Friday, January 18, 2013

Puget Sound Partnership Seeks New Director

"...this transition will provide yet another opportunity for the Partnership to evolve...." says Col. Anthony Wright in his farewell letter.

by Janine Unsoeld

In what turned out to be one of his last Puget Sound Partnership meetings, the executive director, retired Col. Anthony Wright excused himself about 3:00 p.m. yesterday to meet with newly sworn-in Governor Jay Inslee and state agency directors.

At about 3:40 p.m., an assistant to Wright issued a press release from Wright saying that it was time for him to move on, and get back to his company, Normandeau Associates, thus ending his seven month tenure as head of the agency tasked with restoring the health of Puget Sound. Wright accepted the temporary appointment when Governor Gregoire asked him to take the job, and agency staff have known for about two weeks that he was leaving.

Explaining Wright's departure from the agency, the Partnership's public information director Alicia Lawver said this afternoon, "Tony had a personal commitment to former Governor Gregoire...he's been fantastic, and a champion for Puget Sound. He will continue on for the transition. He's committed to stay for a few weeks until a replacement is found...."

Governor Inslee's communications director, David Postman, said in a telephone interview this afternoon that a recruitment notice for a new director of the agency was posted and interviews for a new director may start as soon as next week.

"My understanding is that when Governor Gregoire asked him to serve, he always knew he was going to go back to his previous job, and he let Governor Inslee know that at least several weeks ago. It wasn't a surprise. A decision will be made with the Leadership Council of the Puget Sound Partnership and they think they have some great candidates," said Postman. Postman declined to name the candidates.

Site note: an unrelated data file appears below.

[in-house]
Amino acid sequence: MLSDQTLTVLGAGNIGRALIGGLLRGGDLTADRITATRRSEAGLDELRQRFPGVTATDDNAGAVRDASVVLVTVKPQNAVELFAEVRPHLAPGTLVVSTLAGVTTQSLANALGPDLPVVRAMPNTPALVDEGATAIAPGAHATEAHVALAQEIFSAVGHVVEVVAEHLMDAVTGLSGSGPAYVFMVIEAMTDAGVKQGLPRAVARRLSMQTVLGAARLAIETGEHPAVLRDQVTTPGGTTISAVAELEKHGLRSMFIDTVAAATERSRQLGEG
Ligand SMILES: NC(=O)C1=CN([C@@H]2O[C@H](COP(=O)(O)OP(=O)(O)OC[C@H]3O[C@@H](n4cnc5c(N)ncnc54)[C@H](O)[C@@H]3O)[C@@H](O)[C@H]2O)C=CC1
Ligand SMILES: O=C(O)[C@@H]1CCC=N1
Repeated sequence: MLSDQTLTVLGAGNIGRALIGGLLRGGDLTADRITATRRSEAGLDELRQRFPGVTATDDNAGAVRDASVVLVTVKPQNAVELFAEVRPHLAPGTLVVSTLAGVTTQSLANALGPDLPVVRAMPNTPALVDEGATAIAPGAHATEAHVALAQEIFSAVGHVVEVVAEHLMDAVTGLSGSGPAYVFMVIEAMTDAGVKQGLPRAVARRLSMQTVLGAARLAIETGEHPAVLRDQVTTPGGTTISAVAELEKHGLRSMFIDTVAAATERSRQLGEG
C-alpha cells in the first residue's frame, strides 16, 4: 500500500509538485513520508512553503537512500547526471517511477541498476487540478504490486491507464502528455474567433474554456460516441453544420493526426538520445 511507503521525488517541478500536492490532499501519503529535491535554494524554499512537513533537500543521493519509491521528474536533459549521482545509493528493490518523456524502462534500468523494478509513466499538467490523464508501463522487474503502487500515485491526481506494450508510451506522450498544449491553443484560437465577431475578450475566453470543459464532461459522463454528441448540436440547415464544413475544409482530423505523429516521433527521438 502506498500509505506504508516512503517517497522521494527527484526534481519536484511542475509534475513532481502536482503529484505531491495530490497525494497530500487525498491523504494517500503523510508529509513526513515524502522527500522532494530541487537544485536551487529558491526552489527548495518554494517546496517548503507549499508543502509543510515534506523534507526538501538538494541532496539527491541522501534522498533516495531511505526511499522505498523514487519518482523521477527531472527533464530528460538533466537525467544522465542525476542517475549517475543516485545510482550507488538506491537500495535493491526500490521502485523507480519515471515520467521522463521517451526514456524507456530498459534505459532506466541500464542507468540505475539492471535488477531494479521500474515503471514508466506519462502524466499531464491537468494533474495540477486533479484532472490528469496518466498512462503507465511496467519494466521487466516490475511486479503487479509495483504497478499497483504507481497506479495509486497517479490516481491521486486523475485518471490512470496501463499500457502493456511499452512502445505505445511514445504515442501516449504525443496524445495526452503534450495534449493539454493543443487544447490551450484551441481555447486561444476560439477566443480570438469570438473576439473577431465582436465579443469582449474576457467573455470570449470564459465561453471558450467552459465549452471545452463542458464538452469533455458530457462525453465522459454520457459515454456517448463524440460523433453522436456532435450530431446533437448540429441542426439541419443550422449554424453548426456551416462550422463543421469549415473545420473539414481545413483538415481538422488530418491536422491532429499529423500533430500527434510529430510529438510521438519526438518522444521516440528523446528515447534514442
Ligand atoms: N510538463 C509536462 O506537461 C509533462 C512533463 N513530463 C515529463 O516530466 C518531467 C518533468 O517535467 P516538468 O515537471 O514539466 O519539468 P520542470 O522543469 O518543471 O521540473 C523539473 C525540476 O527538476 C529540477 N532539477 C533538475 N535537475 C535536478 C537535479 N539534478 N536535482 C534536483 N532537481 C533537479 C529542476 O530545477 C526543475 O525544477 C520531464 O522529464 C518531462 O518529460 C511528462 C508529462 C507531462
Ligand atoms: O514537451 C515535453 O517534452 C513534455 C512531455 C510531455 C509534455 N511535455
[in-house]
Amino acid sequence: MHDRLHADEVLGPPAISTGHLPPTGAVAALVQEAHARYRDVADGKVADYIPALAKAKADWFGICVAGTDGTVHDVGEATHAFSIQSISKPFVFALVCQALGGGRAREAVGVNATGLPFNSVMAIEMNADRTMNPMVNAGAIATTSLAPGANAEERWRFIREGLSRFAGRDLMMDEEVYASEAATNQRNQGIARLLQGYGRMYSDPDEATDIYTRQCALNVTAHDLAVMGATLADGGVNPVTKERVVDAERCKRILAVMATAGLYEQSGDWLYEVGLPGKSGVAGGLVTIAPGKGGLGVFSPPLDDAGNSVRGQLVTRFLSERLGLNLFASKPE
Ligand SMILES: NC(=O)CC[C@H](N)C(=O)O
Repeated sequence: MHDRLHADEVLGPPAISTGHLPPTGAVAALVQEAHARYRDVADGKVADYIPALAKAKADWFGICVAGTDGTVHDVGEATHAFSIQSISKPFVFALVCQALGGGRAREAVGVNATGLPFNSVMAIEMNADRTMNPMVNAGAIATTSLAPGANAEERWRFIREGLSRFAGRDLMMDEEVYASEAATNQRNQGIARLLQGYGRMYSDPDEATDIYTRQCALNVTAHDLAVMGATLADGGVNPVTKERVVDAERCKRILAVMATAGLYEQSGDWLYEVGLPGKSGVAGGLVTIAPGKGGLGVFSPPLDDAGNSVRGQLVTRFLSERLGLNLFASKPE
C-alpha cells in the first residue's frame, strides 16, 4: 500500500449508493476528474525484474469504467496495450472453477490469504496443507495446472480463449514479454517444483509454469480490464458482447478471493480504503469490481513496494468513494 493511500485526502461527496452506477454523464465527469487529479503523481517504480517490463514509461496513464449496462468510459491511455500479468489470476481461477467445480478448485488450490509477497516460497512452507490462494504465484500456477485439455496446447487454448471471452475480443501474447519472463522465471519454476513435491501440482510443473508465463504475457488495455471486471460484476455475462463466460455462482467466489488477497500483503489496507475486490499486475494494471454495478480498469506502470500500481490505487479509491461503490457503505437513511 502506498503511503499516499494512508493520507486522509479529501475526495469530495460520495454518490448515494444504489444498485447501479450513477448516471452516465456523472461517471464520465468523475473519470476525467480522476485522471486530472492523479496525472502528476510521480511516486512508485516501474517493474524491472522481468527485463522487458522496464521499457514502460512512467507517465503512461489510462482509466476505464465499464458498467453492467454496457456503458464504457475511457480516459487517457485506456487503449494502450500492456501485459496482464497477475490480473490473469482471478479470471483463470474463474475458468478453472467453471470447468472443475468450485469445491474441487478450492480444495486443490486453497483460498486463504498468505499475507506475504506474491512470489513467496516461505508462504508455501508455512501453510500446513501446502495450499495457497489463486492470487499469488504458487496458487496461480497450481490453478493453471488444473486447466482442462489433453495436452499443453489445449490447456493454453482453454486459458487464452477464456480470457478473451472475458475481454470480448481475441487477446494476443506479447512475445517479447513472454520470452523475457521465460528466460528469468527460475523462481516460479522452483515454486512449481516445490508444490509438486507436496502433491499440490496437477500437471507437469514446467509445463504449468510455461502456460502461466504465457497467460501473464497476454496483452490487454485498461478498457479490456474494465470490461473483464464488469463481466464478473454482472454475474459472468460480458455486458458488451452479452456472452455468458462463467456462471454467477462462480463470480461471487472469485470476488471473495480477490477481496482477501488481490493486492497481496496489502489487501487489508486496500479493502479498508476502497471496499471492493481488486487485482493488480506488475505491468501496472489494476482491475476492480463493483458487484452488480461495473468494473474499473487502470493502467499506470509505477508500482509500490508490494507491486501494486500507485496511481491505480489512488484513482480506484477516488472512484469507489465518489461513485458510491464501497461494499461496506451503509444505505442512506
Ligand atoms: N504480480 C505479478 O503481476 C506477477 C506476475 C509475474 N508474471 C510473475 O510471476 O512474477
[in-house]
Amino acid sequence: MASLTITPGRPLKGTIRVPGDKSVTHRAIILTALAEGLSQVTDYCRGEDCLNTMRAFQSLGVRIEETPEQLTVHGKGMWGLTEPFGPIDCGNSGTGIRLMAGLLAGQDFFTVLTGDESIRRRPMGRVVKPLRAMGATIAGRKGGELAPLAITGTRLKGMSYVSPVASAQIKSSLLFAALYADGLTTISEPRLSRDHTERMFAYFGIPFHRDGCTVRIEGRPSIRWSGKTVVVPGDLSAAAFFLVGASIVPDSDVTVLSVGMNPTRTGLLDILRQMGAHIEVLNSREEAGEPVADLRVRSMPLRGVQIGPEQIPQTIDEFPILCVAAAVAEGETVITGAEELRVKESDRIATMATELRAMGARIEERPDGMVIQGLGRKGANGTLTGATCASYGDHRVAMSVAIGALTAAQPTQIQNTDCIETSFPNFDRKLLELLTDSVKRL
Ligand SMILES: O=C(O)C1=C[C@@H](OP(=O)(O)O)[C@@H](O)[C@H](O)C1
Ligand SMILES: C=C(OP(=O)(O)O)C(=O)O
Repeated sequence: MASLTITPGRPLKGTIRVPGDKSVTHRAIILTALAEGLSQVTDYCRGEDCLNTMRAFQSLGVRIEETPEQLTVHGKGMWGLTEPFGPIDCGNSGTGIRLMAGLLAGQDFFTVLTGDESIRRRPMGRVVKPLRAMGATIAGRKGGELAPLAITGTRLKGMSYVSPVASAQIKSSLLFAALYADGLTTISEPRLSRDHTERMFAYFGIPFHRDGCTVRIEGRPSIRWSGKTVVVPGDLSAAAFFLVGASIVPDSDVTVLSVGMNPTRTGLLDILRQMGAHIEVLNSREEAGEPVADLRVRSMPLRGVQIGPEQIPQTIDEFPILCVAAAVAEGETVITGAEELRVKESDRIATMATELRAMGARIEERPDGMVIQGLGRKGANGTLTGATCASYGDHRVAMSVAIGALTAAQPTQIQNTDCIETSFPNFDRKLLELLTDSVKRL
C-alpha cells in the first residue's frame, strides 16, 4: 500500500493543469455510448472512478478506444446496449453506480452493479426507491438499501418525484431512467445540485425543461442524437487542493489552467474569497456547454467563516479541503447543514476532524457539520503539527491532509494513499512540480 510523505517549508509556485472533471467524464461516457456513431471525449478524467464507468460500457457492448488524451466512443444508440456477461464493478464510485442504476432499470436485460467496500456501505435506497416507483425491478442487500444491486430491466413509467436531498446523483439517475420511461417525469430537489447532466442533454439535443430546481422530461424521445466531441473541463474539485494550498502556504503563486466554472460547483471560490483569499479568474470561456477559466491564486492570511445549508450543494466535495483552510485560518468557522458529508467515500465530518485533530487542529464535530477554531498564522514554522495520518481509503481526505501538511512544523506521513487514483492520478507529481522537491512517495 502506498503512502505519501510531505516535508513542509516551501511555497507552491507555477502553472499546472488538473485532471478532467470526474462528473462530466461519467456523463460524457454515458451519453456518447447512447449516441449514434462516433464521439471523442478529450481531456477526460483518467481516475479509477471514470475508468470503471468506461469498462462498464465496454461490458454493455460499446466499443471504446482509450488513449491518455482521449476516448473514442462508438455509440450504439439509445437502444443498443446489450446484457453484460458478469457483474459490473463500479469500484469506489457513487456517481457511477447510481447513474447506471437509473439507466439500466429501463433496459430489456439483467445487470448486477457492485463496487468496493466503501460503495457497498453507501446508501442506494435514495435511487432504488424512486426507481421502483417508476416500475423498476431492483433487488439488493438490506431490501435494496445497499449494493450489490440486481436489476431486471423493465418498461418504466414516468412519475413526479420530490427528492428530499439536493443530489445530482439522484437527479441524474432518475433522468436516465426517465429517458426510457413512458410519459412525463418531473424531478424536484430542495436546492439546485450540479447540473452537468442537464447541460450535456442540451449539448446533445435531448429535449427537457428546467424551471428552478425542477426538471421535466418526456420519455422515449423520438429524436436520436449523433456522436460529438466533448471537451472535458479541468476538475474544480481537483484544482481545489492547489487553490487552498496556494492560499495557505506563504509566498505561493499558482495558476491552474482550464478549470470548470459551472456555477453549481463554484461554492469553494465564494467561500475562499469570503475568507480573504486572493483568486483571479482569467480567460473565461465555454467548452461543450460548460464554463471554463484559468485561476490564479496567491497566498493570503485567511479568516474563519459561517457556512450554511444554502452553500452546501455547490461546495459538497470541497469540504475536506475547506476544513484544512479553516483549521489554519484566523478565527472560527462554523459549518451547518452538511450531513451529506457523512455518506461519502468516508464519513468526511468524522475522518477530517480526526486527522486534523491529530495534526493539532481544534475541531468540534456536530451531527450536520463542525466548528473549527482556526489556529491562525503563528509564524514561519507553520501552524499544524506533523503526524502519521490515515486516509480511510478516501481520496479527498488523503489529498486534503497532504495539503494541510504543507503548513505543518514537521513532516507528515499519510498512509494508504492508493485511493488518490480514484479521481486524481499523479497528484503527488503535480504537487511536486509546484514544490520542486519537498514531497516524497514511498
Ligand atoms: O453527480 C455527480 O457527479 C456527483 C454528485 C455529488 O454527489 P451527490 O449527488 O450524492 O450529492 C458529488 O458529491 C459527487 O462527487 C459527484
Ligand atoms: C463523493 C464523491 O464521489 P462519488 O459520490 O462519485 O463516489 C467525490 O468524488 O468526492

Says Wright in his farewell letter to the agency and Puget Sound partners,"While a change in leadership is never easy, this transition will provide yet another opportunity for the Partnership to evolve. Over the years, each of the Partnership’s executive directors has brought a different talent and provided enduring contributions that continue to propel the Partnership and its mission forward....The Partnership’s next leader inherits a solid foundation for action and I look forward to seeing this essential work continue to build momentum."

This reporter last spoke with Wright in November at a meeting of the Thurston County League of Women Voters, saying that when he interviewed with Governor Gregoire for the position, he eagerly told her he was going to "break some plates." She reportedly responded, dryly, "Well, how about you just chip them a little."

Whether Wright broke any plates, chipped them a little, or even had a chance to get them out of the cupboard is debatable, but his shoes yesterday, usually black and shiny, did exhibit quite a bit of mud.

The Partnership's Advisory Boards

Efforts to clean up Puget Sound has a long history. The Partnership group strives to work on an action agenda to prioritize Puget Sound cleanup and improvement projects, and work cooperatively to coordinate federal, state, local, tribal and private resources. The website says that they will base their decisions on science and focus on actions that have the biggest impact, and hold people and organizations accountable for the results.